In addition to the content that we have (and are continuing to add) here on our site, there are a wealth of great resources out there… but it can be difficult to separate the good science from bad, and the healthy from the crazy.  Here are the ones that GeekFit recommends.  Please keep in mind that we’re not endorsing 100% of everything here– there are small (and sometimes large) differences between all these sources, and I’m sure most of them would have some differences with us as well.  Looking at the similarities and differences and asking how and why we have the theories we do is the way to test all of our beliefs and separate the well-founded from the hypothetical.  Don’t just take anyone’s word on it; and don’t believe everything you hear, even with all of these great resources.

Our own current blog reading list continues to grow.  Lowell has been using Google Reader for a while, and loving it.  If you would like to keep an eye on any links he’s sharing, you can check them out here, or you can even get an atom feed of the shared links for reuse elsewhere.

One of the best “What do I do” guides is the Getting Started Guide from PaNu.  The guidelines are loosely stack ranked from most impactful to least, so doing just #1, or 1-4, gets you the most bang for your buck.  We like every one of the recommendations except for the the last—avoiding all dairy.  Even PaNu calls this “orthodox paleo” and doesn’t particularly endorse it.  It’s a big topic, but our research has generally found that dairy is more likely to fall in an acceptable category, and in particular unpasteurized and unhomogenized full-fat dairy from traditional species (particularly Jersey and Guernsey… not so much Holstein) is quite healthy and fine.

Quick Online Videos and Articles

Online Sources


Fat Head (DVD on Amazonwebsite):  A low budget and pretty funny documentary movie on obesity, weight loss, and health we strongly recommend.  It’s a great way to get a partial overview in 90 minutes– it covers the short version of how the endocrine system controls weight, how food affects hormones, and where the lipid hypothesis came from and why it isn’t working.

We strongly recommend the movie– and at only 1.5 hours it’s a very quick way to get started.


Each author has their own different perspective and often there’s aspects of each approach you have to look past a bit (the veggie myth author is a bit on the revolutionary activist side, the primal blueprint author can wax a bit poetic about cavemen, and GCBC can put some people to sleep with too much info), but they’re all phenomenal books and largely spot on.  Check out our full Amazon Book List for others; here are our top choices:

  1. Primal Blueprint: our personal favorite overall for simplicity and comprehensiveness of material and approach, a bit caveman-renactment-y, but great recommendations, except for the dairy recommendation which I disagree with.  The exercise approach is sound, if somewhat inefficient.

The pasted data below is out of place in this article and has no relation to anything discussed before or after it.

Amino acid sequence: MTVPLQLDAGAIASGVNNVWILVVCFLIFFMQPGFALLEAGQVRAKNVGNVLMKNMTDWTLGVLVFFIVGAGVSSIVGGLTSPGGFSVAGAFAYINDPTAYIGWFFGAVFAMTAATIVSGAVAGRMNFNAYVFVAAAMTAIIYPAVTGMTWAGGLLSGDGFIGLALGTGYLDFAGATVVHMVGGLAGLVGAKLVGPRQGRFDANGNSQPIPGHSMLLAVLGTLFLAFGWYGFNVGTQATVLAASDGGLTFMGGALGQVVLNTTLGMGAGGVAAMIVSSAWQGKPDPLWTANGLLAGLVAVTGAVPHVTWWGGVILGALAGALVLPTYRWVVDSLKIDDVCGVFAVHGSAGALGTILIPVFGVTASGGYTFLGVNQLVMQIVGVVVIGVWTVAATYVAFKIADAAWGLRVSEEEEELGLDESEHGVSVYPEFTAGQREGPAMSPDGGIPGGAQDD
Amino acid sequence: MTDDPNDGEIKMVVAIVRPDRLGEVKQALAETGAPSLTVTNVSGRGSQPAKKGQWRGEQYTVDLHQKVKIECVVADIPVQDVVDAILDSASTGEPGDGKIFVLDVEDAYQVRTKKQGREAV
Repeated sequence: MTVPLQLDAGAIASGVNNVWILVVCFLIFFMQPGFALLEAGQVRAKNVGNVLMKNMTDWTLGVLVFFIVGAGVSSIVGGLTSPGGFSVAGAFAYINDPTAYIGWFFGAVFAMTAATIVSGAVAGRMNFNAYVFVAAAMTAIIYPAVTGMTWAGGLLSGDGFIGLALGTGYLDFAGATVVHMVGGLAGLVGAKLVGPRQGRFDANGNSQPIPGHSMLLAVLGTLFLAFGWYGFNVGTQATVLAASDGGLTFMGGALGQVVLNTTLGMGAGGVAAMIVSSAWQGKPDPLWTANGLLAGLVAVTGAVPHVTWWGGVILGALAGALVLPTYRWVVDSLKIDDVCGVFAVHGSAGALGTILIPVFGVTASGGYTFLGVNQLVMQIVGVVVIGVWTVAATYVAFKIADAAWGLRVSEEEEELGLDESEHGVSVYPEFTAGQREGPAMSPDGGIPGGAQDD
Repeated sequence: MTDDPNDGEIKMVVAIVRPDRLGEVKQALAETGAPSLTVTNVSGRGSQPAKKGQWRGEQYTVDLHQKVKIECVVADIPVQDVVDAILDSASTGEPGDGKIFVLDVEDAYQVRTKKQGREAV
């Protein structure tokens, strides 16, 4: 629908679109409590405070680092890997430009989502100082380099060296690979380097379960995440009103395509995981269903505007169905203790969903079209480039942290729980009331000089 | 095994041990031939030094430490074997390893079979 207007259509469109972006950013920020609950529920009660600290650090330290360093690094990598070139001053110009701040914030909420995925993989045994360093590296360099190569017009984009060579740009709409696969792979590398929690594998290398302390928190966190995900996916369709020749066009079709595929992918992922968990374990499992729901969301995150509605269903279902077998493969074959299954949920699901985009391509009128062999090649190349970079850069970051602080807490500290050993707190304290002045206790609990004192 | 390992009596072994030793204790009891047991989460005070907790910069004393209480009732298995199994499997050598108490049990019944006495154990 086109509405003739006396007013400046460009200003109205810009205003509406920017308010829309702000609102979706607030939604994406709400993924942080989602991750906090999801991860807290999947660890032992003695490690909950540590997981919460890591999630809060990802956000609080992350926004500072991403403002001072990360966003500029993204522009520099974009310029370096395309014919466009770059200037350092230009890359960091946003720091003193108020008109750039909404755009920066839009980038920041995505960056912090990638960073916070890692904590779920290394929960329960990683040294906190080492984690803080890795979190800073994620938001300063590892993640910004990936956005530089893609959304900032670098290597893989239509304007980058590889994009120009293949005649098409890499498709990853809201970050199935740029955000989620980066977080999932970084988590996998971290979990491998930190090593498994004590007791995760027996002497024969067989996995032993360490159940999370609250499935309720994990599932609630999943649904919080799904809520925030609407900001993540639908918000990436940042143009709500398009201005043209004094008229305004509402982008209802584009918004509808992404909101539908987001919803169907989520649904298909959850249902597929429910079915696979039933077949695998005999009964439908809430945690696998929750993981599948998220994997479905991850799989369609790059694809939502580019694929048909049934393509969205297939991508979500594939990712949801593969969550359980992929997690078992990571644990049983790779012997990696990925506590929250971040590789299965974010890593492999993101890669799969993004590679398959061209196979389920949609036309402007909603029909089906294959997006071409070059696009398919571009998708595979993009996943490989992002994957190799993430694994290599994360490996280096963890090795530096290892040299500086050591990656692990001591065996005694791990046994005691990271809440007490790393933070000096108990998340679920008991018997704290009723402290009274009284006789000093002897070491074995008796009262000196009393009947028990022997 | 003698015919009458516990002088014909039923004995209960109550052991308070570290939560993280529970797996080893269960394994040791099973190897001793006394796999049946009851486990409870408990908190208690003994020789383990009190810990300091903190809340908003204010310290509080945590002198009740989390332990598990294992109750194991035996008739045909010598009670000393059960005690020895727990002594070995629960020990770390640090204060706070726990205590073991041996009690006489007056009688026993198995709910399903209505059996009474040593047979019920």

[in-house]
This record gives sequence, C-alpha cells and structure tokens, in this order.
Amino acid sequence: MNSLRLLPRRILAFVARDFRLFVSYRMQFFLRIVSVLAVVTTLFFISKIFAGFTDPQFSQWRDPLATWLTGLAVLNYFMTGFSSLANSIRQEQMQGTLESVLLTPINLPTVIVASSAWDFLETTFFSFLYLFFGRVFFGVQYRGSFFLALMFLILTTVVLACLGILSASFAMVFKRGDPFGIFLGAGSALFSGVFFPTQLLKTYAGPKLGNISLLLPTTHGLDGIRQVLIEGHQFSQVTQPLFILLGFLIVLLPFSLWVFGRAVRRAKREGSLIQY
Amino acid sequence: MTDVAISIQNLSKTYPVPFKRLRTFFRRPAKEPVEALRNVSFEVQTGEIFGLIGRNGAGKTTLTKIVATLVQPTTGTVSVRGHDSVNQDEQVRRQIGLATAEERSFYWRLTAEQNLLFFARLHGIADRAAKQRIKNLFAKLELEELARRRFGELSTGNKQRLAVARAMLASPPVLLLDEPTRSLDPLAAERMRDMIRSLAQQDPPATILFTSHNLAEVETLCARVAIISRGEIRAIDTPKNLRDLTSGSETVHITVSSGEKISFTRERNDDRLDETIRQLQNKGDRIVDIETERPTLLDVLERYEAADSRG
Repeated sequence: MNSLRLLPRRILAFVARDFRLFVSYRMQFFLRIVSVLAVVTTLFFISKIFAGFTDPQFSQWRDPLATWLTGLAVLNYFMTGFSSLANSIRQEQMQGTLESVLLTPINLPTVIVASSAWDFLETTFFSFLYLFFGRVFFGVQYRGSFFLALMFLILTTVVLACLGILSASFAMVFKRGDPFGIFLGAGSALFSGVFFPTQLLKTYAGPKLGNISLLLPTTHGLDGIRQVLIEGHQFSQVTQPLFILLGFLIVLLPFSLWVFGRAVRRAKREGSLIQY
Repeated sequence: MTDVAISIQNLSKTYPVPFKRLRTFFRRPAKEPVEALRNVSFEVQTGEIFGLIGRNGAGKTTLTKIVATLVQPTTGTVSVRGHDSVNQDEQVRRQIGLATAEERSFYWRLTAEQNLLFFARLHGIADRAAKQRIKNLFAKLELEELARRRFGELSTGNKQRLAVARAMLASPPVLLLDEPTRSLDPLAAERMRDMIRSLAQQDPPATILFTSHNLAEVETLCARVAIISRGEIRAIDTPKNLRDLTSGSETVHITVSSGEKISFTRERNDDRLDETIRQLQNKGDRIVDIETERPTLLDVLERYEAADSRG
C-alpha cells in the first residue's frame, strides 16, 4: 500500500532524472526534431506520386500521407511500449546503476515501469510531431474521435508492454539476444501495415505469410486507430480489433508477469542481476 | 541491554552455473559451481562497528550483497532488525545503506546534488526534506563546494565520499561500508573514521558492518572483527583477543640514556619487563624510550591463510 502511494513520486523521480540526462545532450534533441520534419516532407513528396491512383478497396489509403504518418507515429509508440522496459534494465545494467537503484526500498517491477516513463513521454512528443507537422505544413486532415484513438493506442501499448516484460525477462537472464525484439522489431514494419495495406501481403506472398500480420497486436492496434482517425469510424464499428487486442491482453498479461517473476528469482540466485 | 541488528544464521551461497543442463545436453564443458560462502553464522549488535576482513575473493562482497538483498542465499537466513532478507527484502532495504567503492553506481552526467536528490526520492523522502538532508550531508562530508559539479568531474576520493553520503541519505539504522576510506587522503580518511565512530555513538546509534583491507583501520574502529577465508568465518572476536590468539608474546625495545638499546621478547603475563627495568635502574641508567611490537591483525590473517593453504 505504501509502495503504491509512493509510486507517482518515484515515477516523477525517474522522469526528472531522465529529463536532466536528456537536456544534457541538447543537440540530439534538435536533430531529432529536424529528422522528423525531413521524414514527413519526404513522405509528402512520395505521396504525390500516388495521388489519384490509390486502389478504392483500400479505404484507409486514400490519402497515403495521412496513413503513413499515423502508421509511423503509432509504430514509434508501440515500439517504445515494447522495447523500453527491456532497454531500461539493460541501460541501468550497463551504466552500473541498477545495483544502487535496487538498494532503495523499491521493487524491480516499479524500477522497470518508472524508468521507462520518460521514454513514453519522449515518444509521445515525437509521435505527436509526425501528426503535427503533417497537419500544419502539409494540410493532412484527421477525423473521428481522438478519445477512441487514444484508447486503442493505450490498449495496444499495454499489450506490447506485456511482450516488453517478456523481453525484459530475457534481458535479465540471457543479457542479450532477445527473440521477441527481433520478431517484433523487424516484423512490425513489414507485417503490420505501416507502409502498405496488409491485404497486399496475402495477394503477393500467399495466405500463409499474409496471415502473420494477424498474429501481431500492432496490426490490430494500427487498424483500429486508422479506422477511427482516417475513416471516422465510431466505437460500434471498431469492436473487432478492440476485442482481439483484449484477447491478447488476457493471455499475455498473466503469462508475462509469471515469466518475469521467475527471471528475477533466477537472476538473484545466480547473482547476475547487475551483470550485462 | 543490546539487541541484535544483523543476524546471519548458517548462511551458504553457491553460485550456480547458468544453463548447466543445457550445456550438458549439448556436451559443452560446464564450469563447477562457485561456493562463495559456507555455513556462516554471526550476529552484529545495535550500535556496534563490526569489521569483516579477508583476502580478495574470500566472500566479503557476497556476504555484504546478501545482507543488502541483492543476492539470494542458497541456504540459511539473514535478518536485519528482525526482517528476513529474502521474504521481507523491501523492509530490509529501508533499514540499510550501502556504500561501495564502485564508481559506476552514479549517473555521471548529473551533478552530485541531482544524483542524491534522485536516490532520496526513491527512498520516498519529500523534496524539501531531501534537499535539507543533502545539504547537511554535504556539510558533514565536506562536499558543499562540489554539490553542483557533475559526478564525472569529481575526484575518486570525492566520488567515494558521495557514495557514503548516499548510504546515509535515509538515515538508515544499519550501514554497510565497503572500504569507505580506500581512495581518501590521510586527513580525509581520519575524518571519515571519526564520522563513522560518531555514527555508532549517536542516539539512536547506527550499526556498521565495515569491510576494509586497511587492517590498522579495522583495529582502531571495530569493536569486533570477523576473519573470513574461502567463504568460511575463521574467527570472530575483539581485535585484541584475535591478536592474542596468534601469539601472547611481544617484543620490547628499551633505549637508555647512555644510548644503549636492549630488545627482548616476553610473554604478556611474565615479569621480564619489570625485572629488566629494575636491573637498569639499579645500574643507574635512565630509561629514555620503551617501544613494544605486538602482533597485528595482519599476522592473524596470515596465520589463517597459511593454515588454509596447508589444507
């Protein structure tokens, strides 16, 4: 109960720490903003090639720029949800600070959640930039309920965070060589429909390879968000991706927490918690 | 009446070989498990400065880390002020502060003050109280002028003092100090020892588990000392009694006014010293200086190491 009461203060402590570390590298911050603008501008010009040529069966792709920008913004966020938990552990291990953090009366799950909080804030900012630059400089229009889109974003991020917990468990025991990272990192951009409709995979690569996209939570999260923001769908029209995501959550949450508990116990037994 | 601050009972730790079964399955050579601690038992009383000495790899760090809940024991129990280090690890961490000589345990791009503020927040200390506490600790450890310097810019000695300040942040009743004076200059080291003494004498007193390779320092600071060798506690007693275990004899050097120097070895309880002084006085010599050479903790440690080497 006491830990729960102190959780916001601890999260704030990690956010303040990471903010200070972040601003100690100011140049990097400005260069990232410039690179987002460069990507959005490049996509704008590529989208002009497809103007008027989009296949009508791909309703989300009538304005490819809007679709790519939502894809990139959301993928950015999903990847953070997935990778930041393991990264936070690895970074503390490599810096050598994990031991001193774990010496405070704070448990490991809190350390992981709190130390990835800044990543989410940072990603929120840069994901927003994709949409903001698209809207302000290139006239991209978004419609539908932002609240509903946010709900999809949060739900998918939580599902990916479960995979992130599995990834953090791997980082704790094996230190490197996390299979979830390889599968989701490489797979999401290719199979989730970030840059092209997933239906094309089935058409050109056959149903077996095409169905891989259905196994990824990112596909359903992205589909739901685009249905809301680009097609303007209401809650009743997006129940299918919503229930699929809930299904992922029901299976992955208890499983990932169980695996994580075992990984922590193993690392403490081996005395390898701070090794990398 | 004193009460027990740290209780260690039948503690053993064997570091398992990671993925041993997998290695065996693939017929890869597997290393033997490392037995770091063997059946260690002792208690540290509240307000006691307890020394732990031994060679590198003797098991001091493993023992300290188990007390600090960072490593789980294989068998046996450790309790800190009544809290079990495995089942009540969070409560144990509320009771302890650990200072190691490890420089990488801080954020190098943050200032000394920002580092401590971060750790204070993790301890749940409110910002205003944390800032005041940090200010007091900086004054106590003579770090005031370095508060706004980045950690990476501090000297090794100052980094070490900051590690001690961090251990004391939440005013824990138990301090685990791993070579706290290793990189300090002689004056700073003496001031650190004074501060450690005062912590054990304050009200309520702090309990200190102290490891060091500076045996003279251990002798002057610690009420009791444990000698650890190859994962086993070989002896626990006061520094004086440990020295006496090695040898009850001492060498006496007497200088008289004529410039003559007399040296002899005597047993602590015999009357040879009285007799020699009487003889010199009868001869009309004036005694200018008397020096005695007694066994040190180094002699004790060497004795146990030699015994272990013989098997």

2. Paleo Solution: lots of overlap with the Primal Blueprint, but similarly excellent.  Author Robb Wolf approaches the material in the same easy and direct manner, but comes from a more scientific background than Mark Sisson does.  Robb takes a bit more of a “Paleo Orthodox” view of things, but in the end I really can’t find anything that comes closer to a comprehensive summary of what’s wrong, what’s right, and what to do about it than this one.
  3. Real Food: What to Eat and Why: a different approach than #1, it starts from a personal story and moves to talking about things from general food type to type.
  4. Good Calories, Bad Calories: Fats, Carbs, and the Controversial Science of Diet and Health: it’s not an easy read for some, and it is definitely not a “How-To” guide.  It is the absolutely best look at why we believe what we do about obesity and heart disease, where we went wrong, and what the evidence actually does support.
    1. Or, Gary Taubes’ new (much shorter) book, Why We Get Fat.  It leaves out most of the heart disease and non-weight related material from Good Calories, Bad Calories and focuses entirely on weight gain and loss (basically, a short version of Part III from GC/BC).
  5. The Vegetarian Myth: Food, Justice, and Sustainability: tons of great info for non-vegetarians and vegetarians both about misconceptions about veggie vs. meat consumption from all angles, political, ecological, nutritional, moral, ethical, historical– the author gets over the top a good amount, but it’s a fascinating book… highly controversial, but highly recommended.  If you care about the moral, ethical or environmental aspects of your dietary choices it is a must-read.
  6. Body by Science: our favorite exercise & health book.  If you want to understand the difference between physical activity and actual exercise, and how being active can help you be healthy– or unhealthy– this is where to start.
  7. The Slow Burn Fitness Revolution: another great exercise & health read.

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